Book Review

C. S. Lewis and the Paradise Garden (4)

Scenic landscape with waterfall

Where it all points: C. S. Lewis once wrote, “If we find in ourselves a desire that nothing in this world can satisfy, the most probable explanation is that we were made for another world” (Mere Christianity). Lewis believed that the things and places in this life that stir our longing for paradise ultimately point us to the place where that longing will one day be fulfilled. (If you missed the previous posts in this series, you can see partRead more

Old School Wisdom

Old fashioned school slate

“Do you never imagine things different from what they really are? asked Anne wide-eyed. “No.” “Oh!” Anne drew a long breath. “Oh, Miss– Marilla, how much you miss!” Anyone familiar with L. M. Montgomery’s beloved Anne of Green Gables will recognize this exchange. Montgomery’s books are charming, insightful, and wholesome (even if modern screen adaptations don’t always capture these qualities). The books paint a compelling picture of a different age, one I never lived in, but which still manages toRead more

C. S. Lewis and the Paradise Garden (3)

Mountain stream

Sacred encounters: In a sense, all of C. S. Lewis’ Narnia is a place of sacred encounter. Each time children from our world spend time there, they encounter Aslan, the great Christ-figure. And each time they participate in the adventures of that world, they get to be a part of something momentous. (If you missed the previous posts in this series, you can see part one here, or part two here).   To those who knock, the door is openedRead more

A Pocketful of Puritans

Illustration from Pilgrim's Progress

A rediscovery underway: Puritans get a bad rap. When someone is casually referred to as a “puritan” these days the insinuation is not meant to be kind. And yet, the actual 16th and 17th century puritans were not pleasure-haters, but rather men and women of sincere faith, with much insight to offer to modern believers. And it seems many of us are waking up to this fact, rediscovering with pleasure writers that have been long out of print.   SeekingRead more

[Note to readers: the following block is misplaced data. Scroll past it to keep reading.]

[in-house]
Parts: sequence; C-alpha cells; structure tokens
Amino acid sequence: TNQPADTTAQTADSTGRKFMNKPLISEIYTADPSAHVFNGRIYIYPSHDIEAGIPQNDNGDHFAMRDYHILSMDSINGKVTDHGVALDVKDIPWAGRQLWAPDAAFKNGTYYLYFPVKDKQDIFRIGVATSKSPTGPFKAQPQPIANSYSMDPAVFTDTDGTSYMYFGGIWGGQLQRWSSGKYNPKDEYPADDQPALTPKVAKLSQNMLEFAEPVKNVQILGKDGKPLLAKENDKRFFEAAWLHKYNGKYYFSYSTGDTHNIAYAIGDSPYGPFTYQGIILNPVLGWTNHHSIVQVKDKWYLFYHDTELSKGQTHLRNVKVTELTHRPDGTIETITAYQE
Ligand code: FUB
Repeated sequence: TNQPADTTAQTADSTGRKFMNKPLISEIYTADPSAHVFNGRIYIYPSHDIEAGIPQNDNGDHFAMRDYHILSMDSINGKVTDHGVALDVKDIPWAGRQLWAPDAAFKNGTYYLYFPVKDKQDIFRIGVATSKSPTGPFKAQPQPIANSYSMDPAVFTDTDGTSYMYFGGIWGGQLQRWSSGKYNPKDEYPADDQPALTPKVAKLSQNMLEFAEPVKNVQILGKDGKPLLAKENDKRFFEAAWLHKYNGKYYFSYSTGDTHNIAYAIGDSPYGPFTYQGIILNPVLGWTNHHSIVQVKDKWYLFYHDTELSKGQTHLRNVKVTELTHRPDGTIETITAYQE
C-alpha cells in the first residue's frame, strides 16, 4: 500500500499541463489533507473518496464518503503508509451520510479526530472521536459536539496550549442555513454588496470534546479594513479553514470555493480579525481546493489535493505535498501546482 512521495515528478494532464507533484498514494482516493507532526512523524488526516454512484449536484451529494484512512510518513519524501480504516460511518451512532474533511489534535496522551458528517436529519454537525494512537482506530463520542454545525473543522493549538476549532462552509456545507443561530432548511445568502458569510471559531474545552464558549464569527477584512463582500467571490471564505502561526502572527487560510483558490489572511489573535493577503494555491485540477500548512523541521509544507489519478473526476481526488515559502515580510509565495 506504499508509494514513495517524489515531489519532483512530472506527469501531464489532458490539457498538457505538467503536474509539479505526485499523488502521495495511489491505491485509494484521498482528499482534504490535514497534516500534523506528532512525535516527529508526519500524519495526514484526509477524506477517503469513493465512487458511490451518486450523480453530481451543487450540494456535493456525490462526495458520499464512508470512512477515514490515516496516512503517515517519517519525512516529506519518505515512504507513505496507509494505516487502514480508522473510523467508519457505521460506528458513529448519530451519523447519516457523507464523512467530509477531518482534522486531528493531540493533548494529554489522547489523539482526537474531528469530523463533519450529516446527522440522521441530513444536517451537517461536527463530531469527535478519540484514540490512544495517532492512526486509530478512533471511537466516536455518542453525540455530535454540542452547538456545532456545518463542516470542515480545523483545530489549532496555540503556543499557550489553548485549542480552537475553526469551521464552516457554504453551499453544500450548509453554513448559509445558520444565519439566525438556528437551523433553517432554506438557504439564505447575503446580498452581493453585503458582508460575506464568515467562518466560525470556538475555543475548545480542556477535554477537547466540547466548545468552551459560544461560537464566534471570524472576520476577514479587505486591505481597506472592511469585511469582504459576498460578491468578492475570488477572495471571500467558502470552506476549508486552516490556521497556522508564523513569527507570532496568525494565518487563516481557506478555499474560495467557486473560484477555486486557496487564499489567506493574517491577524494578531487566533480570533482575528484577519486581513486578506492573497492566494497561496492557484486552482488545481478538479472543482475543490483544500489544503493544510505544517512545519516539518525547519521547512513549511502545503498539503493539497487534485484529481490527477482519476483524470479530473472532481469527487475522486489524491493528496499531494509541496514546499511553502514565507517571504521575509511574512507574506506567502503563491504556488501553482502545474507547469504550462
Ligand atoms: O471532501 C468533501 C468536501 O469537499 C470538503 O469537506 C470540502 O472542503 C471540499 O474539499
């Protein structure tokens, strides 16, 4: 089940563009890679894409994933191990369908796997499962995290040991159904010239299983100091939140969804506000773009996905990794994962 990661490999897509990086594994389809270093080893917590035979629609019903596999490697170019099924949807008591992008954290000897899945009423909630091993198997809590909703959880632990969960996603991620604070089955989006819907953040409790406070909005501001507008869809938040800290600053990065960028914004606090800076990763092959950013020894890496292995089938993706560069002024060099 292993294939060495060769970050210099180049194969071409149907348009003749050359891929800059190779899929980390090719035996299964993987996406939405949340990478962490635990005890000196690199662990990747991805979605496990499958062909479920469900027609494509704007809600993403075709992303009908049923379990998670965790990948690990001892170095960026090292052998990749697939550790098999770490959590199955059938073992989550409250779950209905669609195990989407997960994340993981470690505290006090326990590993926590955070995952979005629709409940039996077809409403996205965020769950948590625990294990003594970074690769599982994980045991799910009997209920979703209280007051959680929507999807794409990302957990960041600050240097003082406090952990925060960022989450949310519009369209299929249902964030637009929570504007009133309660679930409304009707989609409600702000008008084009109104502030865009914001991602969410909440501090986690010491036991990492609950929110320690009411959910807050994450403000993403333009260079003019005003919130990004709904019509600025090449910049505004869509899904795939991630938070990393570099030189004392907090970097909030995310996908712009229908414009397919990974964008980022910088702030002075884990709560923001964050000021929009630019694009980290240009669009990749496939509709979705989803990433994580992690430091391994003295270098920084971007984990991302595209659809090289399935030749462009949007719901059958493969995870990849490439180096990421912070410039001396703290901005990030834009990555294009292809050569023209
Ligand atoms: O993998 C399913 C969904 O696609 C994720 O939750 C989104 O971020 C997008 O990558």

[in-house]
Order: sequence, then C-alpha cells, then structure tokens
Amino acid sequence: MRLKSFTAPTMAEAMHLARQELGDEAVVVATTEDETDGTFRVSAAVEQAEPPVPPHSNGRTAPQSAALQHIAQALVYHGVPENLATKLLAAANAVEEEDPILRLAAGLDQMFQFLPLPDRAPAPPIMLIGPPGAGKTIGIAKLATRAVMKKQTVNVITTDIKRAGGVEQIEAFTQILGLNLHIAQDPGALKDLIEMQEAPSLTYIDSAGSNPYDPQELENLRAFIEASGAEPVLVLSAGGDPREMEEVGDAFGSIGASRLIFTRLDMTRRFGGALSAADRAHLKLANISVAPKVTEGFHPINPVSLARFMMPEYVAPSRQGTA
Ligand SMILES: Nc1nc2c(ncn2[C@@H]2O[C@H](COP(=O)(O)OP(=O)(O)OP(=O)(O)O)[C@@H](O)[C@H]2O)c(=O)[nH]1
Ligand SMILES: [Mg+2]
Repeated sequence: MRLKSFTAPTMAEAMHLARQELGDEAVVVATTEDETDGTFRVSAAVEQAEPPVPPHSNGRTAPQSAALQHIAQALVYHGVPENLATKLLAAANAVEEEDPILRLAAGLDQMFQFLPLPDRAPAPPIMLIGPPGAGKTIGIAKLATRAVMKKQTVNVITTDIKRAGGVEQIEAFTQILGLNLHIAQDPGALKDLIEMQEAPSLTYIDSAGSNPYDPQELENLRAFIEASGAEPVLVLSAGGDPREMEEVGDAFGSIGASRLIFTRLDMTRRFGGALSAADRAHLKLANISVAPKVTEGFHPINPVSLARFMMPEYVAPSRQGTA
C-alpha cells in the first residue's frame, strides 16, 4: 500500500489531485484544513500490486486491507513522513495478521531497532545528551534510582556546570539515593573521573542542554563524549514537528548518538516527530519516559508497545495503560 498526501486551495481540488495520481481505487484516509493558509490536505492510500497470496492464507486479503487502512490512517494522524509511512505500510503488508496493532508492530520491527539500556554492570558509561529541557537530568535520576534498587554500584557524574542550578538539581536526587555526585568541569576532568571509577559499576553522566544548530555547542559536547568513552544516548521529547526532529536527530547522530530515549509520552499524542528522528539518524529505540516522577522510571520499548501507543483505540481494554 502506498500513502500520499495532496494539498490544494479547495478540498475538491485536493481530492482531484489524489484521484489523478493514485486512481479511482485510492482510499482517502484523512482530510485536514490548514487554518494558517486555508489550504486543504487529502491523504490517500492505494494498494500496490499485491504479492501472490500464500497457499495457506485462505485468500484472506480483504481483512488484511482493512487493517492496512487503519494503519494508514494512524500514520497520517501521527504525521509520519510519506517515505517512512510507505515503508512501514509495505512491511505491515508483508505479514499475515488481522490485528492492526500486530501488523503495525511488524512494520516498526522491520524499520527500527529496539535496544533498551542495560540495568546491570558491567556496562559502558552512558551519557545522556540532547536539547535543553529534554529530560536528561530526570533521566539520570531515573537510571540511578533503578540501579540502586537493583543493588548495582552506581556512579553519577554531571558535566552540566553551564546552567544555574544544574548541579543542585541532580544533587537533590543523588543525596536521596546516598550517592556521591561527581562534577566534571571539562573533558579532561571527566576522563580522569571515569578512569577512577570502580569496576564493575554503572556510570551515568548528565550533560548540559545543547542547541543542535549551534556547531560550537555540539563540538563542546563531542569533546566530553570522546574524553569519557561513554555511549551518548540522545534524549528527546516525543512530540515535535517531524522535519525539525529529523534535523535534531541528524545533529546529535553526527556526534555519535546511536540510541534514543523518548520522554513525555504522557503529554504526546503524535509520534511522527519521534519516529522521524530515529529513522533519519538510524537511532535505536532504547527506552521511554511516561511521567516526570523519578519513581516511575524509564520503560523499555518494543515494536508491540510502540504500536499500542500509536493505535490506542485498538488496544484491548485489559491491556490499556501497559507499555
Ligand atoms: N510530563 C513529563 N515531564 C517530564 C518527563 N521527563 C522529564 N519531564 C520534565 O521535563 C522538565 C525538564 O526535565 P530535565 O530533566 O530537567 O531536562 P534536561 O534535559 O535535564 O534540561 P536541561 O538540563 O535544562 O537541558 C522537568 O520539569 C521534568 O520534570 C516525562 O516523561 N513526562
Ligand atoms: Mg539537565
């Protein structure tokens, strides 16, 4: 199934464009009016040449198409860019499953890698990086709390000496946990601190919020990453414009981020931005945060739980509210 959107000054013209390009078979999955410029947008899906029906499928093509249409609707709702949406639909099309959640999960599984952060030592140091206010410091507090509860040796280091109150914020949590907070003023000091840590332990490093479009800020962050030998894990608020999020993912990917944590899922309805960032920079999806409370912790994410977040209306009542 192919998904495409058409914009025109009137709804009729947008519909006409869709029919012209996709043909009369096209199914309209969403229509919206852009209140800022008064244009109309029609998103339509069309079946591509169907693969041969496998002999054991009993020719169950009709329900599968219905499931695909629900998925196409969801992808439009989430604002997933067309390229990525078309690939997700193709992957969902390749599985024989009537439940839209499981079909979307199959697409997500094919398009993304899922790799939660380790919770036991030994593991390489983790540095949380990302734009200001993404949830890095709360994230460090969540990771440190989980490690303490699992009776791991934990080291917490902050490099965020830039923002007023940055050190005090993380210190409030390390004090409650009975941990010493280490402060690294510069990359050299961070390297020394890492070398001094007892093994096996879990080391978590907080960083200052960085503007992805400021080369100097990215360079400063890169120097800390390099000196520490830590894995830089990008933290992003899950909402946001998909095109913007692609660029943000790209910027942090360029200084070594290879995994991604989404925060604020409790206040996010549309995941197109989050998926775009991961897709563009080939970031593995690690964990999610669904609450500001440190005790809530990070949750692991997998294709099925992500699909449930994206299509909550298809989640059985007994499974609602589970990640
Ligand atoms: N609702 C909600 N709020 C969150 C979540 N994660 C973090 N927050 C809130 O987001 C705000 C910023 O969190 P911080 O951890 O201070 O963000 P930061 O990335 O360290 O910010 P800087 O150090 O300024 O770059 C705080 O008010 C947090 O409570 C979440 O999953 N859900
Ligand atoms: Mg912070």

C. S. Lewis and the Paradise Garden (2)

Ship on an island lake

Fast forward in Narnia: C.S. Lewis’ fantasy-world, Narnia, was an eventful place. Much happened between its creation in The Magician’s Nephew, and the events we’re about to look at in Voyage of the Dawn Treader. There were many comings and goings between children from our world and Narnia. Aslan, the great Christ-figure saved Narnia from many of its enemies with the help of those children. And on one important occasion, Aslan died and returned to life, in the place ofRead more

C. S. Lewis and the Paradise Garden (1)

Fertile landscape

Lewis’ Gift: C. S. Lewis had a special gift for explaining the unexplainable. He was able to paint vivid word-pictures to help his readers understand truth. The Narnia Chronicles are a great example of this. They belong to the children’s literature genre, but many of us who grew up with them find that they continue to have a special place in our faith and imagination. Lewis once wrote that “no book is really worth reading at the age of tenRead more

Fairies in the garden, elves on the bookcase

Fairy statue seated on moss

We’ve all been there: Have you ever been through a rough patch and longed to read something that would speak hope into your life? Or have you ever tried to support a hurting friend, wanting to offer some reading material that would serve that same purpose? Perhaps you’ve longed for a way to speak peace and comfort into your friend’s life, but feared seeming presumptuous or saying the wrong thing. Or, if you’re like me, you’ve considered about ten heavyRead more

Beautiful, worthwhile, noble

Monastery hallway

Illumination for today: Some years ago I was visiting an Anglican convent. There were many things to love about it. I loved the old building with its historic architecture and homey touches. I loved the enormous pear tree that grew in the courtyard. And I loved how it felt to walk at twilight down the illuminated corridor that ran from the Guest House to the Chapel. The sisters were a wise and jovial bunch, and they had rather brilliantly madeRead more

Caterpillar / Sparrow


Incompatible worldviews: Ayn Rand, in her famous novel The Fountainhead, wrote that compassion “is what one feels when one looks at a squashed caterpillar.” Compassion, in Rand’s view, was neither virtuous nor commendable. Instead she believed that the squashed caterpillar should inspire contempt and nothing more. Certainly no free rational being ought to feel any obligation to help such a pitiful life form. I confess I read a lot of Ayn Rand at an impressionable age. I admired the clarityRead more